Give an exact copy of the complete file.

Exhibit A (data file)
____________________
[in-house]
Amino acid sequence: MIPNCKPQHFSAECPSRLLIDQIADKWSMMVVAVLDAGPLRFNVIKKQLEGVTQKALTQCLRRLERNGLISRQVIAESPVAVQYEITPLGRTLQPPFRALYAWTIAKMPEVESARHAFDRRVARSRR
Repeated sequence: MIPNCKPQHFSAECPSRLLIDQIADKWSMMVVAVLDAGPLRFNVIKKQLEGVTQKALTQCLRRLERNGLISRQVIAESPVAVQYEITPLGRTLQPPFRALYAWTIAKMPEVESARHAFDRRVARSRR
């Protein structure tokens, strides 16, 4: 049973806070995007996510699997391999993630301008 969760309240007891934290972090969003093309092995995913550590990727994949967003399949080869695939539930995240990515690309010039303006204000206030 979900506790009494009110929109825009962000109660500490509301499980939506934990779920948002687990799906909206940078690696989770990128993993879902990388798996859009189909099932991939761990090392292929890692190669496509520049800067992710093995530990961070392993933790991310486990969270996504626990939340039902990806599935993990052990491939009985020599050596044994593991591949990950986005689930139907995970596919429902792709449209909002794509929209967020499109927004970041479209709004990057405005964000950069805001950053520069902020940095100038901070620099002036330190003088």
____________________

[in-house]
Amino acid sequence: MIPNCKPQHFSAECPSRLLIDQIADKWSMMVVAVLDAGPLRFNVIKKQLEGVTQKALTQCLRRLERNGLISRQVIAESPVAVQYEITPLGRTLQPPFRALYAWTIAKMPEVESARHAFDRRVARSRR
Repeated sequence: MIPNCKPQHFSAECPSRLLIDQIADKWSMMVVAVLDAGPLRFNVIKKQLEGVTQKALTQCLRRLERNGLISRQVIAESPVAVQYEITPLGRTLQPPFRALYAWTIAKMPEVESARHAFDRRVARSRR
């Protein structure tokens, strides 16, 4: 049973806070995007996510699997391999993630301008 969760309240007891934290972090969003093309092995995913550590990727994949967003399949080869695939539930995240990515690309010039303006204000206030 979900506790009494009110929109825009962000109660500490509301499980939506934990779920948002687990799906909206940078690696989770990128993993879902990388798996859009189909099932991939761990090392292929890692190669496509520049800067992710093995530990961070392993933790991310486990969270996504626990939340039902990806599935993990052990491939009985020599050596044994593991591949990950986005689930139907995970596919429902792709449209909002794509929209967020499109927004970041479209709004990057405005964000950069805001950053520069902020940095100038901070620099002036330190003088």